Diversity:

the key of healthy eating

 Publish date: 10 January 2017

title

Healthy eating is the way we are covering our nutritional needs. Different versions of the accepted scientific nutrition, including the Mediterranean diet, medical diets, vegetarian or omnivore patterns and various options of different communities all have in common a major principle: the adequate supply of nutrients.

 

The human body needs a wide range of nutrients to reach the composition of the body or to be used for optimum performance. The cells contain protein and fat in their structure and the body's main fuel is the glucose from the food carbohydrates. The functioning of biological systems require, in addition, components such as: calcium (skeletal system), iron (blood circulation), amino acids (muscular and immune system), fats (nervous and endocrine system), sodium and potassium (physio-chemical balances), magnesium, iodine and vitamins. Many other metabolic, digestive or protective benefits can be obtained from fibers, probiotics, antioxidants and phytonutrients.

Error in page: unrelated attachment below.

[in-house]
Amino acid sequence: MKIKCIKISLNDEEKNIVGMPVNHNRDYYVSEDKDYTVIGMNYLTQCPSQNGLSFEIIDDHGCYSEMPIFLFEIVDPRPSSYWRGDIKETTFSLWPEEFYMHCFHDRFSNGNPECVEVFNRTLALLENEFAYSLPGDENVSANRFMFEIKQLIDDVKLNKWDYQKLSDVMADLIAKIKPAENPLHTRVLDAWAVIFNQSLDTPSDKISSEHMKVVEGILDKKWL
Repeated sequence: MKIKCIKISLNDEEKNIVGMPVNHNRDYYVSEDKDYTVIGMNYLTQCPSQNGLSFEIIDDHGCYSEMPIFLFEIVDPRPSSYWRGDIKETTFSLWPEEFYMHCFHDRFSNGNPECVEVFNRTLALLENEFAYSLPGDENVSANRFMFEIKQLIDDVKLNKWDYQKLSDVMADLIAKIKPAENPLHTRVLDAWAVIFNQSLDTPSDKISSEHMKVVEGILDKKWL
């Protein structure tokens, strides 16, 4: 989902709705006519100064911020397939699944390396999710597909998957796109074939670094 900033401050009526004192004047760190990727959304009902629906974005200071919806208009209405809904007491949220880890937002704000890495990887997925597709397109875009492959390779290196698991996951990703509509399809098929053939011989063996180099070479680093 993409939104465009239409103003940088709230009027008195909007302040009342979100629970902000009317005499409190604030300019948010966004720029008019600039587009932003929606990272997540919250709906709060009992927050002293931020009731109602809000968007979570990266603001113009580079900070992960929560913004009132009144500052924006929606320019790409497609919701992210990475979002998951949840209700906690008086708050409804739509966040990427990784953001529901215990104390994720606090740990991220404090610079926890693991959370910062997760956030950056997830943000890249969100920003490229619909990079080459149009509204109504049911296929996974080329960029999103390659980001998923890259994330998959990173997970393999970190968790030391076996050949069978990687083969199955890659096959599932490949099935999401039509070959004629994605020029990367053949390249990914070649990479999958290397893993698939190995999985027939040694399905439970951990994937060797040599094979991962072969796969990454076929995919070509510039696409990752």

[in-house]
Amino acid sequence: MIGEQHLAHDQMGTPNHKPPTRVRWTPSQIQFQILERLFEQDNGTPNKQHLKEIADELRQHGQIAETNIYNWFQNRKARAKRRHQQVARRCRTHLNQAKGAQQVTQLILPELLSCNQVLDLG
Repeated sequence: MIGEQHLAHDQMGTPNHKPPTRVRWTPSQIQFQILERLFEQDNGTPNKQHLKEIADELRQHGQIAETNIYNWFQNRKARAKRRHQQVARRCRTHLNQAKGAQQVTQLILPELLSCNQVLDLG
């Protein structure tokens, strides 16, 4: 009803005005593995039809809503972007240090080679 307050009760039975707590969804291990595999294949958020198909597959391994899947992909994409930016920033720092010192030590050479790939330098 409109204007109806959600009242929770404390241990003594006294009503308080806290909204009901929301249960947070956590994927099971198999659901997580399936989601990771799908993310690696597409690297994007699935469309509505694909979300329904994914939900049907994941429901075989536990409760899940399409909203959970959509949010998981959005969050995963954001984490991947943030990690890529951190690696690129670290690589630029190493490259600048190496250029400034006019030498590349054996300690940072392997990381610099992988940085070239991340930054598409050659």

Not surprisingly, only a diverse diet can provide all this palette of nutrients. The association of several components enhances the assimilation of others, as soups and salads have demonstrated. Furthermore, numerous metabolic and cardiovascular benefits of fruit and vegetables are constantly being discovered. The "super-food" group returns regularly to the forefront thanks to the inexhaustible reservoir of surprises in nutrition. Therefore, if there is no super-food but instead there are valuable foods that can be included in a healthy diet. This cannot be otherwise than adapted to our complex needs, so inevitably diverse.

 

Author: Dr. Adrian Copcea, specialist nutritionist

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